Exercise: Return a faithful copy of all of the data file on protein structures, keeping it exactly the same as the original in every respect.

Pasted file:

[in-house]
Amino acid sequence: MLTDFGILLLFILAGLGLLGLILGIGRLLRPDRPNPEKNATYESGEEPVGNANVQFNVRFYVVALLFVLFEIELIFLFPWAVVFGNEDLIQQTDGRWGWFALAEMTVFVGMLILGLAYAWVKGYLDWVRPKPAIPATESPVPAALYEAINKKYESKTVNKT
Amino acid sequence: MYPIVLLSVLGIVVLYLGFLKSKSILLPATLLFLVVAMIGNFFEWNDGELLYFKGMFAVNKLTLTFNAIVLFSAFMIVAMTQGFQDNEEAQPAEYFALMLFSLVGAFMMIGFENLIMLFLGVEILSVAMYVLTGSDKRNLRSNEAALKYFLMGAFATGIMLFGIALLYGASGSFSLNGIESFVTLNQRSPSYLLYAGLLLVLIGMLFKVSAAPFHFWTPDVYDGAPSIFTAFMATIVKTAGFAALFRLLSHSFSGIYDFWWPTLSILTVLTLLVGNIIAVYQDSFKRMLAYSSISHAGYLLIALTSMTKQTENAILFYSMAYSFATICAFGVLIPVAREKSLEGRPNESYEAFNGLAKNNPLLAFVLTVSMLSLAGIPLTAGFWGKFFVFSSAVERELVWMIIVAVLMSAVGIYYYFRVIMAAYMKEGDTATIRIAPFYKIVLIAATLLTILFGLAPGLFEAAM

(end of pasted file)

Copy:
[in-house]
Amino acid sequence: MLTDFGILLLFILAGLGLLGLILGIGRLLRPDRPNPEKNATYESGEEPVGNANVQFNVRFYVVALLFVLFEIELIFLFPWAVVFGNEDLIQQTDGRWGWFALAEMTVFVGMLILGLAYAWVKGYLDWVRPKPAIPATESPVPAALYEAINKKYESKTVNKT
Amino acid sequence: MYPIVLLSVLGIVVLYLGFLKSKSILLPATLLFLVVAMIGNFFEWNDGELLYFKGMFAVNKLTLTFNAIVLFSAFMIVAMTQGFQDNEEAQPAEYFALMLFSLVGAFMMIGFENLIMLFLGVEILSVAMYVLTGSDKRNLRSNEAALKYFLMGAFATGIMLFGIALLYGASGSFSLNGIESFVTLNQRSPSYLLYAGLLLVLIGMLFKVSAAPFHFWTPDVYDGAPSIFTAFMATIVKTAGFAALFRLLSHSFSGIYDFWWPTLSILTVLTLLVGNIIAVYQDSFKRMLAYSSISHAGYLLIALTSMTKQTENAILFYSMAYSFATICAFGVLIPVAREKSLEGRPNESYEAFNGLAKNNPLLAFVLTVSMLSLAGIPLTAGFWGKFFVFSSAVERELVWMIIVAVLMSAVGIYYYFRVIMAAYMKEGDTATIRIAPFYKIVLIAATLLTILFGLAPGLFEAAM